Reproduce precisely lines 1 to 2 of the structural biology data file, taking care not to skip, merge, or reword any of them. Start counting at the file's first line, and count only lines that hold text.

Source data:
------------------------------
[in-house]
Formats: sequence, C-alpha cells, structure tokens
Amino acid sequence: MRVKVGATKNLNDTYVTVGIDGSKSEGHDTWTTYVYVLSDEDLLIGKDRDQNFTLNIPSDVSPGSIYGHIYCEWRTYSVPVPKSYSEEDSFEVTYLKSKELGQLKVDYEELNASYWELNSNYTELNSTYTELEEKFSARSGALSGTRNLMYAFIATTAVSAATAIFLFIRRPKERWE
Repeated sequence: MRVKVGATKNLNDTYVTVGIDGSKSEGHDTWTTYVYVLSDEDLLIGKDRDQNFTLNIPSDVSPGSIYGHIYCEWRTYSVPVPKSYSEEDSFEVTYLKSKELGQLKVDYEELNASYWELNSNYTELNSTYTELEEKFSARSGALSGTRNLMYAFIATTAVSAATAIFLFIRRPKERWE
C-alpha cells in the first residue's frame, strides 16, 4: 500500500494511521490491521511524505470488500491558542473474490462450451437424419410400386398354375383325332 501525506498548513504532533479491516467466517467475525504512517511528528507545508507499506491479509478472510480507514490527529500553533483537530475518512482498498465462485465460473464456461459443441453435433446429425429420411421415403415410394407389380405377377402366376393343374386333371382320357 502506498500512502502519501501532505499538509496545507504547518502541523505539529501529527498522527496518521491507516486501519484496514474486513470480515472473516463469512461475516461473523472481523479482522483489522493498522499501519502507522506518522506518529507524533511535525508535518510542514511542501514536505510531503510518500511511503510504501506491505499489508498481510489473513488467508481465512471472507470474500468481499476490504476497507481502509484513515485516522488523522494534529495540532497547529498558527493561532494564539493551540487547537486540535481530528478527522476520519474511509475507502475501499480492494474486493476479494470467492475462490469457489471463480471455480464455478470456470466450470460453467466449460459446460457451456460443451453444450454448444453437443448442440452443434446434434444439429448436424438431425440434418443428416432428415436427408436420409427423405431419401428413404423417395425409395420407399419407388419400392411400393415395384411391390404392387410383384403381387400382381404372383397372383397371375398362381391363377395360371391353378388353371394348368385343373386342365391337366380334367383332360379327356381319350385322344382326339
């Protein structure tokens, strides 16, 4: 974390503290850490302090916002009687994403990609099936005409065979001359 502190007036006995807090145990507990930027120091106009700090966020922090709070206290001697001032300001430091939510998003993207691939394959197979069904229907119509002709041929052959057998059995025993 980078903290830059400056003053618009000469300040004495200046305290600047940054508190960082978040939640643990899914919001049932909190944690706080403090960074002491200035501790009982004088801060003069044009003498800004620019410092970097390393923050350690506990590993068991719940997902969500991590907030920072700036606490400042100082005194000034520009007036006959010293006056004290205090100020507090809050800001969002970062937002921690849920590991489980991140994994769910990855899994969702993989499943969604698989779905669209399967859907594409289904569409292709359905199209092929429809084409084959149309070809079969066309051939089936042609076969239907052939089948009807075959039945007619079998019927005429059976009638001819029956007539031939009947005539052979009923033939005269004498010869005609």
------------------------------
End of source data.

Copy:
[in-house]
Formats: sequence, C-alpha cells, structure tokens